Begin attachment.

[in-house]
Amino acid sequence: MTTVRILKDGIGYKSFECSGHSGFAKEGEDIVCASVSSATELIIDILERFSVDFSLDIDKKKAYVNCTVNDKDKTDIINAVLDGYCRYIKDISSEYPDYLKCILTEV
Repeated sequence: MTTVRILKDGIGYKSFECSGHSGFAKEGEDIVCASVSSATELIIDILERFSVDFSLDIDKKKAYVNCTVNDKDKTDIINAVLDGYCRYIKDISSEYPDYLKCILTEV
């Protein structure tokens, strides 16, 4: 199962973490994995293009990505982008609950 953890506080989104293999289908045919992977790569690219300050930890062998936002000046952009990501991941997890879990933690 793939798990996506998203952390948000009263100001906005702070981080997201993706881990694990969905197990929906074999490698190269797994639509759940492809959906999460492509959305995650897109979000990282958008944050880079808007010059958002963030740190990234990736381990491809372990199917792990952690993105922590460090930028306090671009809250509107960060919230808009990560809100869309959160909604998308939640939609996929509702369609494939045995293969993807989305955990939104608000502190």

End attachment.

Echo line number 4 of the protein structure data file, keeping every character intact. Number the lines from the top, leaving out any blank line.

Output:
């Protein structure tokens, strides 16, 4: 199962973490994995293009990505982008609950 953890506080989104293999289908045919992977790569690219300050930890062998936002000046952009990501991941997890879990933690 793939798990996506998203952390948000009263100001906005702070981080997201993706881990694990969905197990929906074999490698190269797994639509759940492809959906999460492509959305995650897109979000990282958008944050880079808007010059958002963030740190990234990736381990491809372990199917792990952690993105922590460090930028306090671009809250509107960060919230808009990560809100869309959160909604998308939640939609996929509702369609494939045995293969993807989305955990939104608000502190």